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8 February, 2006

Why buy?

I rent DVDs from Amazon, six per month.  I'm not going to overtly advertise the service, but I like it, and have recommended it to friends.
In at least two instances, I've been surprised to encounter resistance to the very concept: "if you want to see a film why not just buy it?"

Either that means the objectors have drastically more disposable income than me (to buy as many DVDs as I rent would cost ~£720 pa rather than £119.88), or that they only watch films that they're confident of liking enough to buy outright.
That's a remarkably disappointing attitude, restricting oneself to safe choices and closing oneself off from experimentation. What about the films about which one is merely curious, or 'classics' that could inform and broaden one's cinematic experience but which one mightn't actually wish to see twice?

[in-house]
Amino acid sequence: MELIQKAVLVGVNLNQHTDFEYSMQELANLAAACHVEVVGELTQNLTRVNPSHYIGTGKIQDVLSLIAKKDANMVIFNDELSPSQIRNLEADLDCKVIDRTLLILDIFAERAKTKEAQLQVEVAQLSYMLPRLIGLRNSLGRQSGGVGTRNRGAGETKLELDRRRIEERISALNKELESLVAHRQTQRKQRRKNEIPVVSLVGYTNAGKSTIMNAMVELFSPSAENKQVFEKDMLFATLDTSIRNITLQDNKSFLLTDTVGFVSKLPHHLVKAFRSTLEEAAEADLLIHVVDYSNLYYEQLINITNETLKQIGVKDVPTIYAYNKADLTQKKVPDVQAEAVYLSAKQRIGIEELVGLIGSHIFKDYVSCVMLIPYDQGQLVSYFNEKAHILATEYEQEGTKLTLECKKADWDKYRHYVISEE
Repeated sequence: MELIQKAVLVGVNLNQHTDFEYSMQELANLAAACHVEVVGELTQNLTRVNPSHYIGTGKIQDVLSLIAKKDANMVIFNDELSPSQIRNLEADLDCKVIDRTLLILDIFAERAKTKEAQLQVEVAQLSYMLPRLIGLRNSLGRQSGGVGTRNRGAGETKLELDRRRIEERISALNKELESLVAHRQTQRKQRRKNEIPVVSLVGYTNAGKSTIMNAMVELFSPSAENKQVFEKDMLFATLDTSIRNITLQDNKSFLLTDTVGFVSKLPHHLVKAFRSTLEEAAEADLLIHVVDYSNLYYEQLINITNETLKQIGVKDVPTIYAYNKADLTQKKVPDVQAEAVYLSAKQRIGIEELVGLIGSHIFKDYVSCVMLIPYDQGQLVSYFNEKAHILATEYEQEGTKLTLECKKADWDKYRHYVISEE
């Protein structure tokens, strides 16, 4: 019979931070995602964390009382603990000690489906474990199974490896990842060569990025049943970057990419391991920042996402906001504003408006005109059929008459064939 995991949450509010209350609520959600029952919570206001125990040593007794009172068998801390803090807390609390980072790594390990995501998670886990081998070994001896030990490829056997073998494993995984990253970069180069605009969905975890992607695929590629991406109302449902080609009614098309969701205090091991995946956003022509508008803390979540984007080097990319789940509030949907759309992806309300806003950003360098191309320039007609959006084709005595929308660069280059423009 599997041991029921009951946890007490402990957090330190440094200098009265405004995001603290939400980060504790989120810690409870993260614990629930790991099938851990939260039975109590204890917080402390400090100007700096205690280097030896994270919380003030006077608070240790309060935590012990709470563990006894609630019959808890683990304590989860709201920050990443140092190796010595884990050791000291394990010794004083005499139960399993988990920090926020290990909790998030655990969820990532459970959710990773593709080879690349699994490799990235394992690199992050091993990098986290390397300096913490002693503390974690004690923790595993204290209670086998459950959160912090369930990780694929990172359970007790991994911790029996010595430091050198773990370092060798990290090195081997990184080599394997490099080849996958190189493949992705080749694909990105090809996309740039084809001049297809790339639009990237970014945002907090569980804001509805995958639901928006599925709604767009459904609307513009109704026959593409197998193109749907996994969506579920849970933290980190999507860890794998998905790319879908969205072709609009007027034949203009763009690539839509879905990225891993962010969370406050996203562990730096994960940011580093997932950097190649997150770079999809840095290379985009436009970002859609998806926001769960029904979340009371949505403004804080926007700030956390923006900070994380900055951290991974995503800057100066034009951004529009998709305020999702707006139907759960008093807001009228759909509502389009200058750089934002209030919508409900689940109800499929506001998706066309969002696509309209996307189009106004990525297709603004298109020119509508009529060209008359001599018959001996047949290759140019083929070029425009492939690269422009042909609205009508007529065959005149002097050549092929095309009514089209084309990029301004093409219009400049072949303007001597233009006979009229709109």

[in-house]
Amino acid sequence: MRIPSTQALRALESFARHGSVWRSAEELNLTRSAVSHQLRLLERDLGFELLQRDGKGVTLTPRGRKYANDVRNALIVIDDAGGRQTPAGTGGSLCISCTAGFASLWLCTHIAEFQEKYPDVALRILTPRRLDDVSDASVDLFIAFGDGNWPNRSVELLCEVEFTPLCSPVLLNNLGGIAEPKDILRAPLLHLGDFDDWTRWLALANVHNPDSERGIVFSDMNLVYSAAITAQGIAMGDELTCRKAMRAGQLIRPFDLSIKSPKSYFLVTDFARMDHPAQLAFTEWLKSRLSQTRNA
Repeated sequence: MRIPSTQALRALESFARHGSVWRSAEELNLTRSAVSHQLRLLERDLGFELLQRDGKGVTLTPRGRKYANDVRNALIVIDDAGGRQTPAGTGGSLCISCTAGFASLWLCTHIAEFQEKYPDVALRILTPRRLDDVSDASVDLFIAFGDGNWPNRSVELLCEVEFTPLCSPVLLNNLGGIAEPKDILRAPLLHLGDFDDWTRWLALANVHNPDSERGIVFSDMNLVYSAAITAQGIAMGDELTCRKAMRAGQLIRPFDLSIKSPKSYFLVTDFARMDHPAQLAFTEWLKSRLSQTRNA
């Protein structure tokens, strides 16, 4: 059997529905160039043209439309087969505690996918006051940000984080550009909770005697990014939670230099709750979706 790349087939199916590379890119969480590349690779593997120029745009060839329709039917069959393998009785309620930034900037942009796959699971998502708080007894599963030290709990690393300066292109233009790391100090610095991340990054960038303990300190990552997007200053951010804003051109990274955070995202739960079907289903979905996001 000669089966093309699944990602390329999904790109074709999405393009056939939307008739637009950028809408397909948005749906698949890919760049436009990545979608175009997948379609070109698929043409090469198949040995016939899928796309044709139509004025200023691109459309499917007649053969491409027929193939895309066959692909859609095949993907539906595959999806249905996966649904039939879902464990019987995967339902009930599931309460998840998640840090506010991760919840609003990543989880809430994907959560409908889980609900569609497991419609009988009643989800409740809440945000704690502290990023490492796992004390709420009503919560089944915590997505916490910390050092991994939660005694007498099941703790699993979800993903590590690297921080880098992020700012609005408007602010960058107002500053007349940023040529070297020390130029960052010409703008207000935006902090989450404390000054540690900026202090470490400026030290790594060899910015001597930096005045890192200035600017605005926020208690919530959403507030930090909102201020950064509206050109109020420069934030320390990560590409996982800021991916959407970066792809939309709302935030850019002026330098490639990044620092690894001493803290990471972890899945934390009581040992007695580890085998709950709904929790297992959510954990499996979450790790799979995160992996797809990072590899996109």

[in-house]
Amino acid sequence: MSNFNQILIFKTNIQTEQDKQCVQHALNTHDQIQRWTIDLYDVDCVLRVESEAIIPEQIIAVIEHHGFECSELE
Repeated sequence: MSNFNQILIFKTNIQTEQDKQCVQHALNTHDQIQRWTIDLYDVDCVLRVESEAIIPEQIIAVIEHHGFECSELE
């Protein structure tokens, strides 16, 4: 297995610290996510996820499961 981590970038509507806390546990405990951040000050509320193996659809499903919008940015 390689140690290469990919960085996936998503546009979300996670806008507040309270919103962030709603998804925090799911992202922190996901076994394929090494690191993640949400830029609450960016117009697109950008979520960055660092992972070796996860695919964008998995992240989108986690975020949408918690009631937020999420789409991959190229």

Perversely, it's the same people who express incredulity that my rental list would include a Korean film: "why would you spend money on that?".
Exactly my point: I wouldn't be inclined to take that risk 'cold', and spend £6.97 on Oldboy (£19.99 in a high street shop), but £1.67 is more than reasonable. Having seen it, yes, I would want my own copy! At a rough guess, I'd say I go on to buy about one in twenty of the films I rent.

I don't think it's that these people are merely uncritical consumers of the latest overhyped, demographics-driven mainstream pap – they may be that too, but I suspect there's more to it.
Rather, it seems the underlying objection is to the very culture of renting; that owning outright is somehow superior, and renting is somehow a bit tacky, even squalid.

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